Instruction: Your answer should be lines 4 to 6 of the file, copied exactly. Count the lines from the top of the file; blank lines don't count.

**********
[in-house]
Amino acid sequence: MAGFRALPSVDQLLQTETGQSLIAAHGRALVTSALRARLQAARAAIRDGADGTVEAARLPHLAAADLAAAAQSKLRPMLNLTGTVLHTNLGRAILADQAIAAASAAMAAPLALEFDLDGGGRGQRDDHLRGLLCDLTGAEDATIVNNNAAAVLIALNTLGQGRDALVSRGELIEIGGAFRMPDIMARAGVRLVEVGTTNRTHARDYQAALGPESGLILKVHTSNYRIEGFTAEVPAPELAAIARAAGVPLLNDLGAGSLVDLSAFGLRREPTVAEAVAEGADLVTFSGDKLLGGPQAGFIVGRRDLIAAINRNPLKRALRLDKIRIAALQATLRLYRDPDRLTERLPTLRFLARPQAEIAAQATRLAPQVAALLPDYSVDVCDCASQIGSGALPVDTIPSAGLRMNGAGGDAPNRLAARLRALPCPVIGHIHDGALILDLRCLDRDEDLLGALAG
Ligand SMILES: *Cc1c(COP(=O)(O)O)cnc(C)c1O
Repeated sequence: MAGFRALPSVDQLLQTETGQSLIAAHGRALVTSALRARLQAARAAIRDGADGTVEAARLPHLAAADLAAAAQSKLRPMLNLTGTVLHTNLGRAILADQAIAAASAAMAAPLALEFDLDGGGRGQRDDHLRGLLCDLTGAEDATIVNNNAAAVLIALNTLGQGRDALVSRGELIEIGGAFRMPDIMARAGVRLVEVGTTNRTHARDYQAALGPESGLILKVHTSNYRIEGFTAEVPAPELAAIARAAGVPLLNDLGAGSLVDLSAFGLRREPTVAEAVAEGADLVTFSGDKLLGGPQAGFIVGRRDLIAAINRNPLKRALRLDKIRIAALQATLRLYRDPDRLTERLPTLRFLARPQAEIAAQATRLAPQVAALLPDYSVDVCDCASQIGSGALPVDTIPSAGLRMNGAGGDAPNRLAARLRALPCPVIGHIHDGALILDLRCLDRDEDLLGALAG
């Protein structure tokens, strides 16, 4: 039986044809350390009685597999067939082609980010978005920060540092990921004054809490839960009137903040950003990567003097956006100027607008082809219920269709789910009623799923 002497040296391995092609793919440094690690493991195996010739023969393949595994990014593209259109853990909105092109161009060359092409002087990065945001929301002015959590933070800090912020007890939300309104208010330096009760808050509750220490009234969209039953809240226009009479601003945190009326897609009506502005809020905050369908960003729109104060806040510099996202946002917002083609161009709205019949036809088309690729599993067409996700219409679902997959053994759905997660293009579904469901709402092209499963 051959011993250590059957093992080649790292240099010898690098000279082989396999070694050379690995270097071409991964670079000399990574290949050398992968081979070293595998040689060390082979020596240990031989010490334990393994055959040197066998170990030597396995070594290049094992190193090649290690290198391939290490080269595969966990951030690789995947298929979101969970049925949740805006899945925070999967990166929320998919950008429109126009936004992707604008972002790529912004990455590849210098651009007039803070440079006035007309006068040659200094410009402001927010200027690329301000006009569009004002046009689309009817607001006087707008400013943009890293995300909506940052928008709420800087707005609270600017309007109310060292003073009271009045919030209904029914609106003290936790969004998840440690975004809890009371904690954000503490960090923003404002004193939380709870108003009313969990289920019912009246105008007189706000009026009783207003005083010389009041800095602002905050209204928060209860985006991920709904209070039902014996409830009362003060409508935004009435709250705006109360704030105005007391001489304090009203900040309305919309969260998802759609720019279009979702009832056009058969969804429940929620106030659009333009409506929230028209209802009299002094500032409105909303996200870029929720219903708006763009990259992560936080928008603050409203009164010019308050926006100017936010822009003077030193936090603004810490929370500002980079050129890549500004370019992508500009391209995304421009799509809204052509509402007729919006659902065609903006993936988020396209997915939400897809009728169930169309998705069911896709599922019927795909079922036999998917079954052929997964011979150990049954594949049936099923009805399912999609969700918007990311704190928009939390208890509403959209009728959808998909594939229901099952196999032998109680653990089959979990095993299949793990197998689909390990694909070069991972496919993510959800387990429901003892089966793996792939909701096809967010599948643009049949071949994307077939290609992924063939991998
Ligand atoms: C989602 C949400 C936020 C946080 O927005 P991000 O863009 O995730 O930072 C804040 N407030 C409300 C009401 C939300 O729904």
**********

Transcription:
Repeated sequence: MAGFRALPSVDQLLQTETGQSLIAAHGRALVTSALRARLQAARAAIRDGADGTVEAARLPHLAAADLAAAAQSKLRPMLNLTGTVLHTNLGRAILADQAIAAASAAMAAPLALEFDLDGGGRGQRDDHLRGLLCDLTGAEDATIVNNNAAAVLIALNTLGQGRDALVSRGELIEIGGAFRMPDIMARAGVRLVEVGTTNRTHARDYQAALGPESGLILKVHTSNYRIEGFTAEVPAPELAAIARAAGVPLLNDLGAGSLVDLSAFGLRREPTVAEAVAEGADLVTFSGDKLLGGPQAGFIVGRRDLIAAINRNPLKRALRLDKIRIAALQATLRLYRDPDRLTERLPTLRFLARPQAEIAAQATRLAPQVAALLPDYSVDVCDCASQIGSGALPVDTIPSAGLRMNGAGGDAPNRLAARLRALPCPVIGHIHDGALILDLRCLDRDEDLLGALAG
């Protein structure tokens, strides 16, 4: 039986044809350390009685597999067939082609980010978005920060540092990921004054809490839960009137903040950003990567003097956006100027607008082809219920269709789910009623799923 002497040296391995092609793919440094690690493991195996010739023969393949595994990014593209259109853990909105092109161009060359092409002087990065945001929301002015959590933070800090912020007890939300309104208010330096009760808050509750220490009234969209039953809240226009009479601003945190009326897609009506502005809020905050369908960003729109104060806040510099996202946002917002083609161009709205019949036809088309690729599993067409996700219409679902997959053994759905997660293009579904469901709402092209499963 051959011993250590059957093992080649790292240099010898690098000279082989396999070694050379690995270097071409991964670079000399990574290949050398992968081979070293595998040689060390082979020596240990031989010490334990393994055959040197066998170990030597396995070594290049094992190193090649290690290198391939290490080269595969966990951030690789995947298929979101969970049925949740805006899945925070999967990166929320998919950008429109126009936004992707604008972002790529912004990455590849210098651009007039803070440079006035007309006068040659200094410009402001927010200027690329301000006009569009004002046009689309009817607001006087707008400013943009890293995300909506940052928008709420800087707005609270600017309007109310060292003073009271009045919030209904029914609106003290936790969004998840440690975004809890009371904690954000503490960090923003404002004193939380709870108003009313969990289920019912009246105008007189706000009026009783207003005083010389009041800095602002905050209204928060209860985006991920709904209070039902014996409830009362003060409508935004009435709250705006109360704030105005007391001489304090009203900040309305919309969260998802759609720019279009979702009832056009058969969804429940929620106030659009333009409506929230028209209802009299002094500032409105909303996200870029929720219903708006763009990259992560936080928008603050409203009164010019308050926006100017936010822009003077030193936090603004810490929370500002980079050129890549500004370019992508500009391209995304421009799509809204052509509402007729919006659902065609903006993936988020396209997915939400897809009728169930169309998705069911896709599922019927795909079922036999998917079954052929997964011979150990049954594949049936099923009805399912999609969700918007990311704190928009939390208890509403959209009728959808998909594939229901099952196999032998109680653990089959979990095993299949793990197998689909390990694909070069991972496919993510959800387990429901003892089966793996792939909701096809967010599948643009049949071949994307077939290609992924063939991998
Ligand atoms: C989602 C949400 C936020 C946080 O927005 P991000 O863009 O995730 O930072 C804040 N407030 C409300 C009401 C939300 O729904």